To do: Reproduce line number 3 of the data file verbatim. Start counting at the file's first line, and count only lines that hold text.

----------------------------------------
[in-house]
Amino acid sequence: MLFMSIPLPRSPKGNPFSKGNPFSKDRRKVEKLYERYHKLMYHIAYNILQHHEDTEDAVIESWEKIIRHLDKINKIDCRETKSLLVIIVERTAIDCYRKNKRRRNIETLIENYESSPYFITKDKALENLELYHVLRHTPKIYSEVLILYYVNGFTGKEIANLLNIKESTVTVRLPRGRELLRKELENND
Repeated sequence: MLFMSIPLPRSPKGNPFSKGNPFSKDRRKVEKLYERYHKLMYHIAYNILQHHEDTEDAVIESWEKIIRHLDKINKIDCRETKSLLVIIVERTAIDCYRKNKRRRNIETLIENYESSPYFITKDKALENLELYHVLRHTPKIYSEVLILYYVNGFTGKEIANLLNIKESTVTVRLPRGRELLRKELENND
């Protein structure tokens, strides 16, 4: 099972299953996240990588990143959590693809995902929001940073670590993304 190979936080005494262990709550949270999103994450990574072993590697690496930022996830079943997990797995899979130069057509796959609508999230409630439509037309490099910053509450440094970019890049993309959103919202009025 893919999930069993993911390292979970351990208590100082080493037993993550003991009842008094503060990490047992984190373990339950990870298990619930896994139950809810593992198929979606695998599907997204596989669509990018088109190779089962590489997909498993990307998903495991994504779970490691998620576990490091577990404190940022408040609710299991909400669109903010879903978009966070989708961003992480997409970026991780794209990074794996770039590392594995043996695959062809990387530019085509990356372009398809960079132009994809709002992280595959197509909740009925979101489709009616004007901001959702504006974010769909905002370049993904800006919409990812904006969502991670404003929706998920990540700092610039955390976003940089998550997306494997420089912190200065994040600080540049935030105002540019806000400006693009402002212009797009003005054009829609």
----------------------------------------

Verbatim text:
Repeated sequence: MLFMSIPLPRSPKGNPFSKGNPFSKDRRKVEKLYERYHKLMYHIAYNILQHHEDTEDAVIESWEKIIRHLDKINKIDCRETKSLLVIIVERTAIDCYRKNKRRRNIETLIENYESSPYFITKDKALENLELYHVLRHTPKIYSEVLILYYVNGFTGKEIANLLNIKESTVTVRLPRGRELLRKELENND